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Authors: Caleb J. Ross

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Stranger Will

BOOK: Stranger Will
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Praise for

Stranger Will: a novel

“Just like a Palahniuk novel,
Stranger Will
reads volatile: it could go any way. Caleb J. Ross leads you with a wry smile into dark places, but by the time you realize it’s too late. You will follow him anywhere.”
Alan Emmins
, author of
Mop Men: Inside the World of Crime Scene

“As someone who teaches, edits and reads for a living, I’m always looking for the scene, the character, the story I haven’t read a thousand times over and over. Something with the spark of originality and the courage to be different…And, thanks to Caleb J. Ross and his
Stranger Will
, I had those moments of joy repeatedly throughout the book. This is an original—unlike anything you’ve ever read before.”
Rob Roberge
, author of
More than they Could Chew
Backwards from the Worst Moment of my Life

Stranger Will
is a nightmare landscape littered with the carcasses of fatherhood and various social mores. This is one paranoid, challenging, beautiful, and pitch-dark book. I’m a little afraid of this Ross guy now; but I’ll also read anything he writes.”
Paul Tremblay
, author of
The Little Sleep
In the Mean Time

“With ease, Ross seems to dare you to turn the page…His writing is fearless. The courageous reader will not be dissatisfied.”
Kristin Fouquet
, author of
Twenty Stories
Rampart & Toulouse

Stranger Will:
a novel


Caleb J. Ross


Winchester, UK
Washington, USA

First published by Perfect Edge Books, 2013

Perfect Edge Books is an imprint of John Hunt Publishing Ltd., Laurel House, Station Approach, Alresford, Hants, SO24 9JH, UK

[email protected]

For distributor details and how to order please visit the ‘Ordering’ section on our website.

Text copyright: Caleb J. Ross 2012

ISBN: 978 1 78099 806 0

All rights reserved. Except for brief quotations in critical articles or reviews, no part of this book may be reproduced in any manner without prior written permission from the publishers.

The rights of Caleb J. Ross as author have been asserted in accordance with the Copyright, Designs and Patents Act 1988.

A CIP catalogue record for this book is available from the British Library.

Design: Stuart Davies

Printed and bound by CPI Group (UK) Ltd, Croydon, CR0 4YY

We operate a distinctive and ethical publishing philosophy in all areas of our business, from our global network of authors to production and worldwide distribution.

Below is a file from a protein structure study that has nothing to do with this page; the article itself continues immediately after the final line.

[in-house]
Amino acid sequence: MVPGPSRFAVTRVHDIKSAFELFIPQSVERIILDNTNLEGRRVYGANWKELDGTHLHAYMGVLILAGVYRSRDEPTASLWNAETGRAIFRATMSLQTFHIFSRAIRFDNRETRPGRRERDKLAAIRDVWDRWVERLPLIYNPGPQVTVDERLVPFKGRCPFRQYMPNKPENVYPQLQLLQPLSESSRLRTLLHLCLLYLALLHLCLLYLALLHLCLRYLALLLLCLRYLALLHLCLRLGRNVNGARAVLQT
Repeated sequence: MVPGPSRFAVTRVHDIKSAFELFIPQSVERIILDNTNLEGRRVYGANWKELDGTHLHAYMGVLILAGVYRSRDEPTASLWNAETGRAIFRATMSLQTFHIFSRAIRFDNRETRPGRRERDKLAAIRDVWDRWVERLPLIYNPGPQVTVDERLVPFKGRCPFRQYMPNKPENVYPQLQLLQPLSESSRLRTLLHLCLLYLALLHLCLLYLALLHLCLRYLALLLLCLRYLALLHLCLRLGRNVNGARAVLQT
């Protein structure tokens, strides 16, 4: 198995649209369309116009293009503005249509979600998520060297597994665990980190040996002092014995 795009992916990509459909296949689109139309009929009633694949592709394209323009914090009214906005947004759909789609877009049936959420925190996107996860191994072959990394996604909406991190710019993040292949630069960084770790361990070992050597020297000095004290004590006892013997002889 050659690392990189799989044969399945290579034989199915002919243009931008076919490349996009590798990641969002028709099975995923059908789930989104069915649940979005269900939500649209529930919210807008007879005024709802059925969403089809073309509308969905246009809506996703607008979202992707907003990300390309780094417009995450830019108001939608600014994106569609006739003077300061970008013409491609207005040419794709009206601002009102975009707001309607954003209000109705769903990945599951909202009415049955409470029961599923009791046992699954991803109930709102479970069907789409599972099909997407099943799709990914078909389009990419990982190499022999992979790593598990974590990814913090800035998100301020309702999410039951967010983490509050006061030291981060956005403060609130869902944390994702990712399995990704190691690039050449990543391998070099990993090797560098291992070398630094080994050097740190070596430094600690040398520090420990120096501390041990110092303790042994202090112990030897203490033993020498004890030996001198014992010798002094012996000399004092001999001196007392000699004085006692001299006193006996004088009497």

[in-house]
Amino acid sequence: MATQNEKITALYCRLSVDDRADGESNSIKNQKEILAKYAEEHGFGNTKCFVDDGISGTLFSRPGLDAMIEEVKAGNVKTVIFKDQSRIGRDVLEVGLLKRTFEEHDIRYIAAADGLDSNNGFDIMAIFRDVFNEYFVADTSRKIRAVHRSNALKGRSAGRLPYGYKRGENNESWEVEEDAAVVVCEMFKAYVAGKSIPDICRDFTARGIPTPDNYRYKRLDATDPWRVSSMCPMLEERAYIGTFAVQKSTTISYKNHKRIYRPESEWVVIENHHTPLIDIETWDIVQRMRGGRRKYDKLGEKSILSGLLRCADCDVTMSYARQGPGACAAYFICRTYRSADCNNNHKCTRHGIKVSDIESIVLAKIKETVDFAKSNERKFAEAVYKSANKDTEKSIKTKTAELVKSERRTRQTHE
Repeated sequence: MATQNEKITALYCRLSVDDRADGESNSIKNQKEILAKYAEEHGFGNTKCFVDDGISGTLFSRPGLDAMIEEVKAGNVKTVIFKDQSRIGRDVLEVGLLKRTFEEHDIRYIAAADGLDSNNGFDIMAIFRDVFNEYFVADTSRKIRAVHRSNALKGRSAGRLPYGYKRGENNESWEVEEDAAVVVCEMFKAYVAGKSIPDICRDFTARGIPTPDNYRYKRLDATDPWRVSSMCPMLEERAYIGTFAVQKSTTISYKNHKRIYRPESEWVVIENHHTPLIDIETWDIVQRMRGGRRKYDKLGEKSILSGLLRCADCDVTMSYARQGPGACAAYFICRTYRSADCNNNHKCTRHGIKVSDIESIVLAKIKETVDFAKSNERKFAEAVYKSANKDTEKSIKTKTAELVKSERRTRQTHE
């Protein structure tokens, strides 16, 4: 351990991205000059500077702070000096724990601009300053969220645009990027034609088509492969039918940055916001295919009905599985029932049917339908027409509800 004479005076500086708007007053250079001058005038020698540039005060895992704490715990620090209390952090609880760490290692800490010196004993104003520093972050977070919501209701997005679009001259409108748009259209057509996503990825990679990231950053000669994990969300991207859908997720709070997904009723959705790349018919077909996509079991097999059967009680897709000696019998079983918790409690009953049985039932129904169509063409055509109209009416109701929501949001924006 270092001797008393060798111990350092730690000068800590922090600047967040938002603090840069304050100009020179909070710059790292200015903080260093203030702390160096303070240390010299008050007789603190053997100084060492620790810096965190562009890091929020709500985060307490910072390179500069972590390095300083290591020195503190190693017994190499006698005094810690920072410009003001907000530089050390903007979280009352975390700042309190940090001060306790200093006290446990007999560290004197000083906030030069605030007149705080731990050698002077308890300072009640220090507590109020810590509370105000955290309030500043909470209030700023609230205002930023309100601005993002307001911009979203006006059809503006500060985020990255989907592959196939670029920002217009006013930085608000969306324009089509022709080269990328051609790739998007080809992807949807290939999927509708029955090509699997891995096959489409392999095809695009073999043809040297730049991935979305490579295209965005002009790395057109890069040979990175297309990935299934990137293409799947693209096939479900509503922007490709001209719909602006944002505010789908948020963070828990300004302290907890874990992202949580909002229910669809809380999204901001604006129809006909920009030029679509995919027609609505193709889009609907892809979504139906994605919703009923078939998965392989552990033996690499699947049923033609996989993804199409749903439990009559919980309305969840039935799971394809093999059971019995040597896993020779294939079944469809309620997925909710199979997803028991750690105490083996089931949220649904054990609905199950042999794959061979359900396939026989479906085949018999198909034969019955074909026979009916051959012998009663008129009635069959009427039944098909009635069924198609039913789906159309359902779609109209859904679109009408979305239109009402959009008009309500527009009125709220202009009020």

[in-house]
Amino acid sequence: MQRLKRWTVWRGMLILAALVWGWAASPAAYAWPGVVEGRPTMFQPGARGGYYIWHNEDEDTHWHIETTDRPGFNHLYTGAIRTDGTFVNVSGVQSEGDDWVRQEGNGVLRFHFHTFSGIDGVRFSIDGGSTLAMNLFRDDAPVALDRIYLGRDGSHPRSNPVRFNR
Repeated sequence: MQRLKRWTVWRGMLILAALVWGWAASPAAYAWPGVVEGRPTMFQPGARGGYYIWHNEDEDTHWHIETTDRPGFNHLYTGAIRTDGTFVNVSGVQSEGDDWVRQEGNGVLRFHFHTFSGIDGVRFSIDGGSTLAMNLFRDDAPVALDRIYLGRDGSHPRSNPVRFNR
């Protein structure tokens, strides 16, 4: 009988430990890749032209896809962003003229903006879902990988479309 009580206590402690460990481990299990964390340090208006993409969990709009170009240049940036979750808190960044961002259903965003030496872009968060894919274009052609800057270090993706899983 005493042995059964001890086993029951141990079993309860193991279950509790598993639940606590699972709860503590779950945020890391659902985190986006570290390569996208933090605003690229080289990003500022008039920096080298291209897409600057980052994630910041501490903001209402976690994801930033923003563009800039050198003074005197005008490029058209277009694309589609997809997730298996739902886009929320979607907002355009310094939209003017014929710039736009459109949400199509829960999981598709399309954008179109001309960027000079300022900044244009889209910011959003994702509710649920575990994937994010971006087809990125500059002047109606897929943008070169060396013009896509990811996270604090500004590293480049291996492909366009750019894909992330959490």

For Jameson. I couldn’t have written this book with you.


Chapter One

William Lowson had seen a homeless man once before. This was back in Herman Essex, before moving to Brackenwood, before the pregnancy. Even before Julie. William figured him to be just a man with different tastes in clothing, a man like F. Lowson, William’s father, with his thin shirts and pants painted in oil and puddle water. But for that assumption, William was corrected. “That’s not a man,” F. Lowson told his son that day many years ago. “That is a bum.”

The bum hurled a dime, connected with F. Lowson’s neck. The father beat the bum, cursed him as the ambulance drove away, for making his taxes pay the impending hospital bill. Tiny William learned that day that some people are fit for fatherhood, and some aren’t.

An army of homeless claims the streets of Brackenwood.

They march in Salvation Army boots to the tune of secret voices, and chew MREs found in trash bins. They beg for change like their lives are judged at the end of bayonet. But all with white teeth. Clean hair, too. The bums of F. Lowson’s age barely had teeth or hair at all, and here these people were, like catalog model homeless, not an honest stereotype among them.

William had moved his fiancée to Brackenwood just months ago citing its high death rate as promise to a more lucrative life. He removed stains for a living, those left by dead bodies—from roads, from homes, from ditches. From schools, from church pews, from benches. Just the dying homeless alone—encouraged by disease, cold winters, and neglect—William thought would be enough to keep his growing family fed. Though food wasn’t his initial concern after recently learning of Julie’s pregnancy. Instead, he worried about contamination.

The phenyl lacquered into his fingerprint crevasses warps every bite of food into fire. Julie makes a strong goulash, but onion and paprika cannot mask the taste of chemicals used to absolve blood and skin from highways and dashboards. She can ferment a stiff sauerkraut, but even cabbage brine tastes like water when chased with residual Thermo-55 deodorizer.

He’s read every book available at the modest Brackenwood library, searching for a reason to believe that this child could survive beyond these chemicals. The olfactory lobes form as early as six weeks, he’s read. He didn’t know this until week ten when Julie finally revealed her pregnancy. By that time he’d already been inadvertently bathing the fetus in fumes he’d neglect washing from his clothes, instead letting them contaminate the air, fall into Julie’s mouth, down her throat, and into the amniotic fluid flowing through the fetus’s oral and nasal cavities. Biologists used to believe that smell depended on access to air. Now, they could blame William should anything happen. They could blame the bodies he cleans from the road as the source of his child’s imperfections.

“Stay away,” Julie says when William steps into the living room. “You smell like formaldehyde.” He smells chili on the stove, seasoned with the Virex TB cleaner wafting from his shirt.

With each chemical breath William dreams the inhaled fumes
formaldehyde, solidifying his insides, making him capable of just a few more years, a reason to think he could mutate his genes to give any children a few more days than God could.

He loves the baby already. He’s a realist, though. The child, he loves. The idea of a child, he’s beginning to understand, is where everything will go wrong.